If you have not yet booked a test date for yourself, I suggest you try, as much as possible, to avoid doing the test in the months of January, May or September.
[Since 25% to 30% of the test questions are new at the first test of those months, people on the internet such as me who collect information about the test questions will have limited information about the questions, even after 3 tests (the average number of tests in each month). Therefore, you will be giving yourself a disadvantage by doing the test in those months because there will be less information on the internet about the questions and topics being used than if you do the test about 3 tests before the question change time. About 3 tests before the change time is safer than one test before the change time, (i.e., the last test before the change time), because sometimes some of the new questions are introduced a little earlier than the usual change date.]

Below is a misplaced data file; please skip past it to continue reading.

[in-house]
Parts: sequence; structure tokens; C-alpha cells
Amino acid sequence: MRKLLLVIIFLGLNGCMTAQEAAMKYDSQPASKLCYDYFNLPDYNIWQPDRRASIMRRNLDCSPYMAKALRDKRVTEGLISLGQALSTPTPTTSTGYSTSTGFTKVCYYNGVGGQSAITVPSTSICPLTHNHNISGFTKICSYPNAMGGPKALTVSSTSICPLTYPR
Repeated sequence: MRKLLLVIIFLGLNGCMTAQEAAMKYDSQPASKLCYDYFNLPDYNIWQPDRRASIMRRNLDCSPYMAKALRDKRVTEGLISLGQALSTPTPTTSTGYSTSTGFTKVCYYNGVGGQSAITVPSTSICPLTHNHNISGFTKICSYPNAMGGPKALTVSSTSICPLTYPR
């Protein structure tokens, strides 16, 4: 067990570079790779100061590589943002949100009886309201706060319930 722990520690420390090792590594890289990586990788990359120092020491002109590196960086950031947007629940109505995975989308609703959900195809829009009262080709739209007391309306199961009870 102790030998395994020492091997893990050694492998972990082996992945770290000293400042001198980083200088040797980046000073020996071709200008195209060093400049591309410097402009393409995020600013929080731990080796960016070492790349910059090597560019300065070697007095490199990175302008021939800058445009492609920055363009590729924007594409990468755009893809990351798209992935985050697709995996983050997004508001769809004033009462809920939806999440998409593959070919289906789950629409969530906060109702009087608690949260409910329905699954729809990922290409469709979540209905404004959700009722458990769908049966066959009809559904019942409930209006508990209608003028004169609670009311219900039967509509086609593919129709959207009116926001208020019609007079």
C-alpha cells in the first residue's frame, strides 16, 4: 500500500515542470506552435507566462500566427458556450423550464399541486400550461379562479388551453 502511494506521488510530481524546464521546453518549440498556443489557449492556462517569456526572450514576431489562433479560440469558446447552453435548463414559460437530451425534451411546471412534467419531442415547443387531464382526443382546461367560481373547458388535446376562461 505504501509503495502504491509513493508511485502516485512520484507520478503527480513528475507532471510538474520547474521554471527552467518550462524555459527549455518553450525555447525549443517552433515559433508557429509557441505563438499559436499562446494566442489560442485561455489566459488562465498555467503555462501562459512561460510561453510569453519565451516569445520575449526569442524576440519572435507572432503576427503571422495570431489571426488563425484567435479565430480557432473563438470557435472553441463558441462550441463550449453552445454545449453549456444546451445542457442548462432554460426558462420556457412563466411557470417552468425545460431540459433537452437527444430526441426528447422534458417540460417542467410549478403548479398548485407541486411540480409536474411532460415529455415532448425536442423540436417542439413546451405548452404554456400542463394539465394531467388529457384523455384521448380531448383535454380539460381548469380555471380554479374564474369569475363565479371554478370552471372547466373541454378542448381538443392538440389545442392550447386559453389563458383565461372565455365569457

With 5 to 12 weeks before your test, you should pay more attention to the ideas that I expressed in the page on how to learn to speak English, although that page was written for an even longer time frame than 12 weeks. Of those ideas, using 'Side by Side', practicing communication with a speaking partner, mimicking recordings of English speakers and wide reading of easy English are all suitable for you. But your time is still rather tight so I suggest you mostly restrict your reading to common or frequently used IELTS topics, starting at this page. For communication with a speaking partner, I also suggest that you restrict it to mostly asking each other known IELTS questions and discussing known Part 3 questions.
But those suggestions are not really part of this website, which is the reason for this study guide. Basically, you should read what I wrote for the people who have 2 to 5 weeks before their tests and do the same, except do it even more thoroughly than they have time for.